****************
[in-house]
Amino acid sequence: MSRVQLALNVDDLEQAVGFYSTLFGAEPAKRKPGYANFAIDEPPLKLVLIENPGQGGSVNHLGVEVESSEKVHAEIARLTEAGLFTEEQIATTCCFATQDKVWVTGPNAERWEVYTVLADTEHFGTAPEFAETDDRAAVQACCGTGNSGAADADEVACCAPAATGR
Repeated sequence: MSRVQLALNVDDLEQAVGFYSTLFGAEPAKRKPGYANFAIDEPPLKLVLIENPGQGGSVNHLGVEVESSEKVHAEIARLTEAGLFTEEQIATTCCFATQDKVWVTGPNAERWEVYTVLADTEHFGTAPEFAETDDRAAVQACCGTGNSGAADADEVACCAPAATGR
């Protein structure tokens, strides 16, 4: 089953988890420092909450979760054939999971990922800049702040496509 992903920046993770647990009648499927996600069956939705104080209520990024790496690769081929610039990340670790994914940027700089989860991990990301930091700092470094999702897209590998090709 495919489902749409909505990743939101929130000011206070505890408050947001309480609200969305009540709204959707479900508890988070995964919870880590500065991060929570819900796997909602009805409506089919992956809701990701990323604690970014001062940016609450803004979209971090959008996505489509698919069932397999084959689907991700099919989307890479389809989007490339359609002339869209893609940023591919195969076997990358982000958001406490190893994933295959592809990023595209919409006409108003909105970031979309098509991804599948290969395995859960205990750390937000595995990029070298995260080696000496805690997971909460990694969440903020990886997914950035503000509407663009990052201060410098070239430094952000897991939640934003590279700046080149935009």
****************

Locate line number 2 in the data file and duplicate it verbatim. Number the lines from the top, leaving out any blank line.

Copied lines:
Amino acid sequence: MSRVQLALNVDDLEQAVGFYSTLFGAEPAKRKPGYANFAIDEPPLKLVLIENPGQGGSVNHLGVEVESSEKVHAEIARLTEAGLFTEEQIATTCCFATQDKVWVTGPNAERWEVYTVLADTEHFGTAPEFAETDDRAAVQACCGTGNSGAADADEVACCAPAATGR